Checkmate: Using Chess Fundamentals to Achieve Your Goals

andy smith

My Dad taught me how to play chess when I was 9 or 10 years old. By the time I was 11, I was running a local chess club and by 12 years old I was competing in USCF tournaments, sometimes winning hundreds or thousands of dollars in prize money.

Chess was essentially my first passion, my first job, and then ultimately the first thing to go wayside once I hit puberty and became more interested in girls and music and socializing. Funny, but true!

While I don’t play often these days, some of the lessons I learned playing chess are just as valuable in real life. Chess taught me a great deal about concentrating and staying focused but also about recognizing and achieving my goals.

There are hundreds of prescribed “openings” and “defenses” in chess that are proven to be effective. Though after those 5, 10, 15 moves, you find yourself in what’s called the middle game. Here is where you have to strategize and plan ahead. Good chess players can think 5 or 6 moves ahead while great chess players can think 10 or more moves ahead: your move, your opponent’s move, your move, your opponents move, etc… all visualized in your head, with multiple outcomes and exponential board positions.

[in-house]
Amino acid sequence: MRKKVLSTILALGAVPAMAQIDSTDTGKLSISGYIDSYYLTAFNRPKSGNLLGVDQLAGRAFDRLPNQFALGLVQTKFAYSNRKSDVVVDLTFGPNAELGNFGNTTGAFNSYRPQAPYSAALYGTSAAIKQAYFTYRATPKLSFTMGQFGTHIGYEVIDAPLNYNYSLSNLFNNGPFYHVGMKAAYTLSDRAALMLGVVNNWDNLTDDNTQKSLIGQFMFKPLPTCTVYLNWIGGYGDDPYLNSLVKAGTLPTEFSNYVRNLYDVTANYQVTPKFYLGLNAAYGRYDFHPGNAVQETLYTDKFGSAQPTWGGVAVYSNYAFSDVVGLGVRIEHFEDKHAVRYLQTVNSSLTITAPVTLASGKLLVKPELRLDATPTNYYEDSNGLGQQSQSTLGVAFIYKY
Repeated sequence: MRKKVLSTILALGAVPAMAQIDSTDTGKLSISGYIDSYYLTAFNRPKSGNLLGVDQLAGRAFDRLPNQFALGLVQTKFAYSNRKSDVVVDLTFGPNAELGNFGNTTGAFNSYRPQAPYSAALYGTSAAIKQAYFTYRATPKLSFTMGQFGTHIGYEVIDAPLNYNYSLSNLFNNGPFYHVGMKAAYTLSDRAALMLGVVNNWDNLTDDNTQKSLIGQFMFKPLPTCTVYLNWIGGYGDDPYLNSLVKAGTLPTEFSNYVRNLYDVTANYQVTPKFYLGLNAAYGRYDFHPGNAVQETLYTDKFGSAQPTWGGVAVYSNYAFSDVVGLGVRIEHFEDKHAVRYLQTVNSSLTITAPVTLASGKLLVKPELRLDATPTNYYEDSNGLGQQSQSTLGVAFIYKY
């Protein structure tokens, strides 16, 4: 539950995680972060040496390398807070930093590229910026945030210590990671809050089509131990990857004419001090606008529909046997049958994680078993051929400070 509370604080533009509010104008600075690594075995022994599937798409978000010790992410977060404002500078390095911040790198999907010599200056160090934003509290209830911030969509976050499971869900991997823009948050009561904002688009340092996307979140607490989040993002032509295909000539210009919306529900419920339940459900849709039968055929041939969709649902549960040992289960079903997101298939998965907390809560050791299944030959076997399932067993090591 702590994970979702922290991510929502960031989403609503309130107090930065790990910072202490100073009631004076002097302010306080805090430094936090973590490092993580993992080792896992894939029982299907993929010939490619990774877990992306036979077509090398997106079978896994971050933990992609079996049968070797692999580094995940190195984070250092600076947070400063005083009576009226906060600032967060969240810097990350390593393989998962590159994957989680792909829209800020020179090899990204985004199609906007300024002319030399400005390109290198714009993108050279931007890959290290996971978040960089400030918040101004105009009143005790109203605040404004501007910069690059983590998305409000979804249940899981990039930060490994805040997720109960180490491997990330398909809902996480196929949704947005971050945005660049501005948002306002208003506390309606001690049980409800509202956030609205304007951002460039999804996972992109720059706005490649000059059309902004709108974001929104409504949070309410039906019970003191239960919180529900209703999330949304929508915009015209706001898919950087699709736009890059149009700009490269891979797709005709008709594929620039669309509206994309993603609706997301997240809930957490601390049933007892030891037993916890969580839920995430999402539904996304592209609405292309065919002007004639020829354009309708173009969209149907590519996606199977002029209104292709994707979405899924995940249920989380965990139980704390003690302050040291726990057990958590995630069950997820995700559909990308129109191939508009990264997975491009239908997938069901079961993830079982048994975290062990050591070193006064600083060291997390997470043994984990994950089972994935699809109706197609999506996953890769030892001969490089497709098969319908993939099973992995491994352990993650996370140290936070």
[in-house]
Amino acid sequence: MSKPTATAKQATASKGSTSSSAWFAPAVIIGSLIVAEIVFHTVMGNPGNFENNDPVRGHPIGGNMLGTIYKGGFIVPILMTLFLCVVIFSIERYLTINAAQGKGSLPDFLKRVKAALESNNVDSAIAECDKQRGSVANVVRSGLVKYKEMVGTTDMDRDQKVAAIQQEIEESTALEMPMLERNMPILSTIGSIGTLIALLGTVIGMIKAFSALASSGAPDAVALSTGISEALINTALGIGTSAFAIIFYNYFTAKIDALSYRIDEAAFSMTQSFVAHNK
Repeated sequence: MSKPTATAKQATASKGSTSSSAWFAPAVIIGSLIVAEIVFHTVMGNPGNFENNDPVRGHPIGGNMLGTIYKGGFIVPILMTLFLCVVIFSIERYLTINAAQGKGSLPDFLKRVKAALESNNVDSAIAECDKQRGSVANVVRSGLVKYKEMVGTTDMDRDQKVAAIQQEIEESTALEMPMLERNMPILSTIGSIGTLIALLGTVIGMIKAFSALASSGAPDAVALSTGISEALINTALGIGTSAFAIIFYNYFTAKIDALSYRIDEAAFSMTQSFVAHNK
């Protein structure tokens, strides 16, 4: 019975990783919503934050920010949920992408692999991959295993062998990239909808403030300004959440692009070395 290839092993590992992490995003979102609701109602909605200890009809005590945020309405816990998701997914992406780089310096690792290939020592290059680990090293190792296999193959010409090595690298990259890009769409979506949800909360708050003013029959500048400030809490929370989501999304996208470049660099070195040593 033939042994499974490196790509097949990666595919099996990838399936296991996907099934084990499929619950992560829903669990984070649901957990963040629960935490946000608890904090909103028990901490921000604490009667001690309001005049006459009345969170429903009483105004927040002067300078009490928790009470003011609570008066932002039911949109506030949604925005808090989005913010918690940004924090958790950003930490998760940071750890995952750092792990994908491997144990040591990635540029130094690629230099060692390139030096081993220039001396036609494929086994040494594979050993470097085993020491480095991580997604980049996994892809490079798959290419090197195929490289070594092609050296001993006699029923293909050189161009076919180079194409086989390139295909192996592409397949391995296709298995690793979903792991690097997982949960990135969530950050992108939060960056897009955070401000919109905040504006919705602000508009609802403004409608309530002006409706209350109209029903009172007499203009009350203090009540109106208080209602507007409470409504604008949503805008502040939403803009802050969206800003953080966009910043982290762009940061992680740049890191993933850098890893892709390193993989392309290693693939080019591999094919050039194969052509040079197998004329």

In chess you need to think ahead, prepare and strategize. And really, this is no different than how you would aim to achieve personal or professional goals: visualizing 10 steps from where you are to success and then working backwards.

For example, if your goal, your “checkmate,” is to get published in a prominent magazine, what are the 8-10 steps that would set you up for that?

You’d certainly have a better shot with substantial clippings and smaller publication bi-lines, and you’d probably be better positioned to get those bi-lines if you had a catalog of writing showcasing your skills… so maybe you first start publishing articles on Medium, gain a following on Twitter, find your niche, position yourself in the field, pitch and publish in a local blog, pitch and publish in a local magazine, then pitch the prominent magazine – checkmate!

Another fundamental chess lesson is to use multiple pieces in combination to attack and checkmate the king. You’re not going to win by attacking with just one piece. And achieving personal or professional goals is no different: there isn’t one end-all move or action to get you where you want to be. It takes coordination and cooperation.

For instance, if you’re searching for a new job, you wouldn’t just update your LinkedIn profile and leave it at that. You wouldn’t just send out resumes to hiring managers. You wouldn’t just poll your friends for advice and new connections. Just as in chess, you would use all of these “pieces” in coordination to “checkmate” your goal of getting a new job.

Planning 10 moves ahead and using multiple pieces in combination to attack are two fundamentals of chess, and those lessons continue to help me today with my personal and professional goals.

Bobby Fisher, a Grandmaster, World Chess Champion, and whom many consider to be the greatest chess player of all time once said, when asked about about his victories: “I prepare myself well, I know what I can do before I go in, and I’m always confident.”

Well said, Bobby. I think we can all apply that to our life goals.

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